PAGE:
SREENIVASAN: Your daughter recently said that that was actually part of what was tough growing up, knowing that you had such a cool dad and a cool mom, that they were such fashion plates. I think the quote she said like, “dude, can you just be low-key a little bit? Just a shirt that I can’t see your nipples through would be so dope.”
KRAVITZ: Yes we were, I think in Miami at the time — it was hot.
SREENIVASAN: I don’t think that explains the multiple times that you’ve had see-through shirts.
KRAVITZ: Yeah, no — I mean, you know, she had to grow up with that. And.
SREENIVASAN: What’s it like seeing your daughter now, flourish and become.
KRAVITZ: It’s the most beautiful thing ever. I mean, I had no idea which direction she was going to go in to and I — I thought she would not go in this direction. You know, when your parents are doing it you kind of, want to go the other way.
KRAVITZ: And then all of a sudden she started acting and auditioning, and getting parts. It was like, “where did this come from?” And now I look at her, and it’s just beautiful to see that she did it on her own. Did people know who she was because of her parents? Yes, but that lasts about five minutes.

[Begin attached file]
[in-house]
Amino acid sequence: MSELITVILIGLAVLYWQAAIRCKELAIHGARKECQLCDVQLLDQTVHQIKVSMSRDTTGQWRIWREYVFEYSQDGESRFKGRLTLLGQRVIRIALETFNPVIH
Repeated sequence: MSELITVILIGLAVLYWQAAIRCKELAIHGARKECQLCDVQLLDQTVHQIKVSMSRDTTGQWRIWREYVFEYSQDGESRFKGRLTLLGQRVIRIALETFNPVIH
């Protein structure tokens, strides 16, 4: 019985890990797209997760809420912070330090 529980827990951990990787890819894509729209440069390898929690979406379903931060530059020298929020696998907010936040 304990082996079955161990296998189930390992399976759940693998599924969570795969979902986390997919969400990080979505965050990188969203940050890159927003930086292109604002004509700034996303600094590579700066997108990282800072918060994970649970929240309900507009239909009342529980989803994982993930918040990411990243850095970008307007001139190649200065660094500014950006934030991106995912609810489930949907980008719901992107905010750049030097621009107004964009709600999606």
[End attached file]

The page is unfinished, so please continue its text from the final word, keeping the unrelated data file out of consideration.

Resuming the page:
SREENIVASAN: Ultimately it’s your skills that get the.
KRAVITZ: It comes down to your skills, and she kept us out of it. I didn’t want to be a part of it, and she has her own direction, and her own vision. And I watch her, and I learn — it’s really beautiful to see.
SREENIVASAN: One of the things that’s interesting, in the last few months what we’ve also seen is that you’re quite friendly with Jason Momoa whose married to Lisa Bonet, your ex-wife?
KRAVITZ: That’s my brother, absolutely.
SREENIVASAN: How do you pull that off, because most people can’t do that.
KRAVITZ: It’s funny, people — the reactions. I went to go see him host “Saturday Night Live”.
SREENIVASAN: You guys have matching rings.
KRAVITZ: Yeah, he — well he gave me one, after the show he gave me one of his rings. And — but it’s interesting to see the reactions from people, like “how do you do it?” And, “it’s so amazing,” and “what an example of blended families and love and respect.” And for us it’s just normal. And yes, I know it doesn’t have to be that way, and I know that so many people don’t go in that direction.